Press play to listen to this article
Voiced by artificial intelligence.
Saudi Arabia was dismissed globally as a human rights pariah following the brutal murder of journalist Jamal Khashoggi in 2018.
But this weekend, the country will burnish its credentials as a peacemaker when it hosts talks on the Ukraine war.
Dozens of national security advisers and senior-ranking officials are descending on the Red Sea city of Jeddah for a meeting that kicks off Friday evening.
The aim is to bring together countries from the “global south,” such as India, Brazil and South Africa — as well as European Union countries, along with the United States and Canada — to rally around Ukraine’s efforts to broker a peace plan.
Countries like Brazil and India have not always had a clear stance on Russia’s war against Ukraine; the European Union — and Ukraine — has sought to bring them on board when it comes to holding Russia accountable.
Ukraine will be represented at the summit; Russia was not invited.
But the big question is whether China shows up. “It matters what China does. Most of the participants last time around regretted that China did not participate,” said one senior European official involved in preparations for the meeting, granted anonymity to speak freely.
This weekend’s gathering — a follow-up to a similar meeting in Copenhagen in June — is the latest attempt by the Kingdom of Saudi Arabia to revamp its image in the wake of the Khashoggi murder, which took place at the Saudi embassy in Istanbul.
The Saudis played a “very active role” in the Copenhagen meeting, two officials with direct knowledge of the gathering told POLITICO. And now, they’re playing host.
It’s the next play by Riyadh to cast itself as a diplomatic mastermind.
In a landmark China-brokered deal earlier this year, Saudi Arabia agreed to resume diplomatic relations with Iran. U.S. National Security Adviser Jake Sullivan dropped by Jeddah last week amid reports that a far-reaching breakthrough in the Middle East, encompassing the Israeli-Palestinian conflict, could be in the offing.
Riyadh will now try to try to flex its diplomatic muscle on the war in Ukraine.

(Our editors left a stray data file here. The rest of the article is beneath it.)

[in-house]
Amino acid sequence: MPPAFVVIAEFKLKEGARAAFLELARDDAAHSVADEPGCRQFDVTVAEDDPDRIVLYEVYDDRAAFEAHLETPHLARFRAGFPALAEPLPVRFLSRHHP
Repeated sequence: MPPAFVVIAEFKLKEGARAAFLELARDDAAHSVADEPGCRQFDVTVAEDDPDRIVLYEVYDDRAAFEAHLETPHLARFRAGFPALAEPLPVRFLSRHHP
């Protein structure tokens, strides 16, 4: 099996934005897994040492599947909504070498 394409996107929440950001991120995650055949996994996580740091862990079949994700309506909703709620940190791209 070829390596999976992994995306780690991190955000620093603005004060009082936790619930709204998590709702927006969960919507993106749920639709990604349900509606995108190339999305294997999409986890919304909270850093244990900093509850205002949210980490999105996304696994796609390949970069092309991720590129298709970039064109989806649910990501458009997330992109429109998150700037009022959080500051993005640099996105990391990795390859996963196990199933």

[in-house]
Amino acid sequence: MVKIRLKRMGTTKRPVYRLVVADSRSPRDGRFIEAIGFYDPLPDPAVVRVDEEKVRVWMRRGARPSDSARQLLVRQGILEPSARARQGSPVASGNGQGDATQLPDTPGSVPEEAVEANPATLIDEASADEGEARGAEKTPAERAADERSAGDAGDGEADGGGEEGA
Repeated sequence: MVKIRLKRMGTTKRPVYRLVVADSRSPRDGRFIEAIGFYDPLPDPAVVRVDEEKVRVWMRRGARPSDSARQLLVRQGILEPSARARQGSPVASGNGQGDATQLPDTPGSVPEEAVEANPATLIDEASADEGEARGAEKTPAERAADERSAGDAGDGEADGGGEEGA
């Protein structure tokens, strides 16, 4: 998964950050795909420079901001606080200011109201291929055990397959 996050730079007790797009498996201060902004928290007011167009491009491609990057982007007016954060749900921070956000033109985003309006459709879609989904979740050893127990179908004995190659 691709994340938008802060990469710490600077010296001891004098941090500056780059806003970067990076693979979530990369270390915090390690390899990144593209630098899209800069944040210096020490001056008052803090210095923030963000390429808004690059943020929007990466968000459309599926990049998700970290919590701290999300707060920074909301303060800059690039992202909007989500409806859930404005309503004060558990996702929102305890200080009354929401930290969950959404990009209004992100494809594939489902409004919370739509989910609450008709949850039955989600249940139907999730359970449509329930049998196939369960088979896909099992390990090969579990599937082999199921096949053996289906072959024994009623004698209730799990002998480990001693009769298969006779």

Saudi Arabia has walked a fine line since the start of Putin’s full-scale invasion, remaining in direct contact with Moscow while, for example, seeking to broker an agreement to repatriate Ukrainian children taken to Russia.
Both Saudi Arabia and Russia are members of the OPEC+ oil-exporting group of countries, and Saudi Crown Prince Mohammed bin Salman spoke with Russian President Vladimir Putin last month following his country’s decision to cut oil production.
Though it is not clear if Mohammed bin Salman will attend this weekend’s meeting, Saudi Arabia is expected to brief Russia on the outcome.
The prospect of the 37-year-old de facto ruler brandishing a diplomatic communiqué on Sunday after the meeting of more than 40 countries is a tantalizing prospect for a monarch eager to cultivate his progressive image since moving into the leadership role occupied by his father, King Salman.
But that’s by no means guaranteed.
The inaugural gathering in Denmark concluded without a formal communiqué — an indication of the mammoth task facing the international community as it seeks to rally support for an end to the war in Ukraine.
Giving peace a chance?
For its part, Ukraine is strongly behind the latest initiative — Ukrainian President Volodymyr Zelenskyy made a surprise stop-off in Jeddah en route to the G7 summit in May, addressing the Arab League and meeting bin Salman.
The Ukrainian president said this week he sees the gathering as a step on the road toward a global peace summit, which he hopes will be held in the fall.
While a meeting at the level of heads of state and government is possible in September at the G20 or United Nations General Assembly, a gathering later in the year is more likely.
But even that’s going to be a tough ask.
The problem facing negotiators is a fundamental one: Who gets to define peace?
Ukraine is adamant that its 10-point peace plan is the only show in town — it even argues this peace formula can work not only in Ukraine, but also in other parts of the world.
Kyiv is also keen to highlight its version of peace, given how Russia frequently touts its own interpretation of peace in nonaligned countries, particularly in the global south.
Just this week, Brazilian President Luiz Inácio Lula da Silva said he believed that neither Russia nor Ukraine was ready for peace — a timely reminder that Kyiv is often seen as a co-aggressor by non-Western countries willing to give Russia the benefit of the doubt.
But a key plank of Ukraine’s 10-point plan is the requirement that Russia reaffirms Ukraine’s territorial integrity and withdraws all its troops from the country — a no-go for Putin.
Regardless, those involved in meeting preparations continue to hope for progress.
Discussion over the two days will be structured around 10 sub-themes. According to a briefing document seen by POLITICO, these include topics like food and energy security; release of prisoners and forcibly deported people, including children; ecological security; and the possibility of a war crimes tribunal.
European nations are likely to get together ahead of the meeting to ensure that messaging is aligned.
But ultimately, those present are facing a tricky balancing act: trying to make diplomatic progress without giving credence to a Russian-backed concept of peace that involves surrender of Ukrainian land.
“What is important is that we have an outcome that is acceptable for the Ukrainian people,” said one EU official, granted anonymity due to the sensitivity of the subject.